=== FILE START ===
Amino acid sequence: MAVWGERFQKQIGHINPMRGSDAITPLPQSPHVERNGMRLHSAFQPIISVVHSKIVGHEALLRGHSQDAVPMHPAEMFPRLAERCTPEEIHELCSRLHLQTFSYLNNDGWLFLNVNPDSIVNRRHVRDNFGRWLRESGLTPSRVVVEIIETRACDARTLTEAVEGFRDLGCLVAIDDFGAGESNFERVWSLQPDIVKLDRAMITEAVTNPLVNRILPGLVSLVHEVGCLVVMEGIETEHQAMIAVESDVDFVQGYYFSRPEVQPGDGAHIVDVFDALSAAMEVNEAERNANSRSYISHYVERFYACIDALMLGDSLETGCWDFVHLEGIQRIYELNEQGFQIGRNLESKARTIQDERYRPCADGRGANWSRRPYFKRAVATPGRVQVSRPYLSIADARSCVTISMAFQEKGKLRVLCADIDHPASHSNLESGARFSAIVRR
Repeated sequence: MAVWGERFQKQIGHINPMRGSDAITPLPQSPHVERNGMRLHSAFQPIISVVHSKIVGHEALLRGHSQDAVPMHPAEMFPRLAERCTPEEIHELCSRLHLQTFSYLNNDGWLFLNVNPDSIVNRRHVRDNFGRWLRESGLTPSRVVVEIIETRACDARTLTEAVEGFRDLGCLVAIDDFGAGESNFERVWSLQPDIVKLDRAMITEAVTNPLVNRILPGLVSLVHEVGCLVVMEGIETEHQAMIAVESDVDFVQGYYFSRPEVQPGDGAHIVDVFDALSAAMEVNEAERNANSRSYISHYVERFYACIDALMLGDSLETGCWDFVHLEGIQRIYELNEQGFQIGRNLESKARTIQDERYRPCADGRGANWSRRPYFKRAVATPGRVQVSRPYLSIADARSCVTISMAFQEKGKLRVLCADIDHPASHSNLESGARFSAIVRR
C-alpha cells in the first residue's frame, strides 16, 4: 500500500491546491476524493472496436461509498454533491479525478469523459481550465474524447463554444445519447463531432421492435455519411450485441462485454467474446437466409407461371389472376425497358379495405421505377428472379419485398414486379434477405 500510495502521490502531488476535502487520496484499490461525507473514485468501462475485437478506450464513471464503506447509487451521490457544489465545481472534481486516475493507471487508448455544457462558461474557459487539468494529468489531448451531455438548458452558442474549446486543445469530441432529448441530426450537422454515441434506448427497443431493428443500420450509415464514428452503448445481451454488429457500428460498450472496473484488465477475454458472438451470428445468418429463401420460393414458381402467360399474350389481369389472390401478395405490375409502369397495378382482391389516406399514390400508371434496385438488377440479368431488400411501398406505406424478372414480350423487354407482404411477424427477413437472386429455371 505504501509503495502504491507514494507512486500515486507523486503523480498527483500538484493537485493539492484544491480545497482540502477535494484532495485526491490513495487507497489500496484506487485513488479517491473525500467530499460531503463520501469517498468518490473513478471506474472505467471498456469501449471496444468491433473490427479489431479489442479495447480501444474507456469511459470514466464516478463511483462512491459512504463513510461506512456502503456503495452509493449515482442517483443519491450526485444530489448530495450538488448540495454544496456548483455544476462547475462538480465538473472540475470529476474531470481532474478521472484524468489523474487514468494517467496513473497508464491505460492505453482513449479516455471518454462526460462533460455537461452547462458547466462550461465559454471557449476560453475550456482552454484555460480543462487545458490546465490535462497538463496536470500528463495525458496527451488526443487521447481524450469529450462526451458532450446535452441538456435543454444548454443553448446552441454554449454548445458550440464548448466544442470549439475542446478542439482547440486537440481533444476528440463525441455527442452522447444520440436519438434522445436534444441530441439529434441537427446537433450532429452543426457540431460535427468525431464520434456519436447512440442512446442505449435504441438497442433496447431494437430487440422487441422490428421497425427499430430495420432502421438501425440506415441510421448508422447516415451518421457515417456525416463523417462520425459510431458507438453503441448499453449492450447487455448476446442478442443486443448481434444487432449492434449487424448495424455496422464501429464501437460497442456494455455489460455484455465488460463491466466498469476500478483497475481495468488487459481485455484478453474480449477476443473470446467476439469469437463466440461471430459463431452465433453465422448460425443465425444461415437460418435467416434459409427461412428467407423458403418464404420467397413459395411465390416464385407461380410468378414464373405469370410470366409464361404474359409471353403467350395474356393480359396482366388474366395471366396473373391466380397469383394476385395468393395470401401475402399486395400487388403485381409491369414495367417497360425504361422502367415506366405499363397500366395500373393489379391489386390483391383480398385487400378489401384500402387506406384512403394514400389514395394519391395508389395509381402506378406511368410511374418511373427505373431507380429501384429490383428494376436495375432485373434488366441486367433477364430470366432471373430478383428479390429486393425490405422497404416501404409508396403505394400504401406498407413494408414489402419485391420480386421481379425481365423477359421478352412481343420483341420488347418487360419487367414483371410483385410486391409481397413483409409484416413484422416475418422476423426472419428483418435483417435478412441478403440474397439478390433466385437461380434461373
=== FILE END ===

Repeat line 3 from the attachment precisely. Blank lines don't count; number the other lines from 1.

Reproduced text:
C-alpha cells in the first residue's frame, strides 16, 4: 500500500491546491476524493472496436461509498454533491479525478469523459481550465474524447463554444445519447463531432421492435455519411450485441462485454467474446437466409407461371389472376425497358379495405421505377428472379419485398414486379434477405 500510495502521490502531488476535502487520496484499490461525507473514485468501462475485437478506450464513471464503506447509487451521490457544489465545481472534481486516475493507471487508448455544457462558461474557459487539468494529468489531448451531455438548458452558442474549446486543445469530441432529448441530426450537422454515441434506448427497443431493428443500420450509415464514428452503448445481451454488429457500428460498450472496473484488465477475454458472438451470428445468418429463401420460393414458381402467360399474350389481369389472390401478395405490375409502369397495378382482391389516406399514390400508371434496385438488377440479368431488400411501398406505406424478372414480350423487354407482404411477424427477413437472386429455371 505504501509503495502504491507514494507512486500515486507523486503523480498527483500538484493537485493539492484544491480545497482540502477535494484532495485526491490513495487507497489500496484506487485513488479517491473525500467530499460531503463520501469517498468518490473513478471506474472505467471498456469501449471496444468491433473490427479489431479489442479495447480501444474507456469511459470514466464516478463511483462512491459512504463513510461506512456502503456503495452509493449515482442517483443519491450526485444530489448530495450538488448540495454544496456548483455544476462547475462538480465538473472540475470529476474531470481532474478521472484524468489523474487514468494517467496513473497508464491505460492505453482513449479516455471518454462526460462533460455537461452547462458547466462550461465559454471557449476560453475550456482552454484555460480543462487545458490546465490535462497538463496536470500528463495525458496527451488526443487521447481524450469529450462526451458532450446535452441538456435543454444548454443553448446552441454554449454548445458550440464548448466544442470549439475542446478542439482547440486537440481533444476528440463525441455527442452522447444520440436519438434522445436534444441530441439529434441537427446537433450532429452543426457540431460535427468525431464520434456519436447512440442512446442505449435504441438497442433496447431494437430487440422487441422490428421497425427499430430495420432502421438501425440506415441510421448508422447516415451518421457515417456525416463523417462520425459510431458507438453503441448499453449492450447487455448476446442478442443486443448481434444487432449492434449487424448495424455496422464501429464501437460497442456494455455489460455484455465488460463491466466498469476500478483497475481495468488487459481485455484478453474480449477476443473470446467476439469469437463466440461471430459463431452465433453465422448460425443465425444461415437460418435467416434459409427461412428467407423458403418464404420467397413459395411465390416464385407461380410468378414464373405469370410470366409464361404474359409471353403467350395474356393480359396482366388474366395471366396473373391466380397469383394476385395468393395470401401475402399486395400487388403485381409491369414495367417497360425504361422502367415506366405499363397500366395500373393489379391489386390483391383480398385487400378489401384500402387506406384512403394514400389514395394519391395508389395509381402506378406511368410511374418511373427505373431507380429501384429490383428494376436495375432485373434488366441486367433477364430470366432471373430478383428479390429486393425490405422497404416501404409508396403505394400504401406498407413494408414489402419485391420480386421481379425481365423477359421478352412481343420483341420488347418487360419487367414483371410483385410486391409481397413483409409484416413484422416475418422476423426472419428483418435483417435478412441478403440474397439478390433466385437461380434461373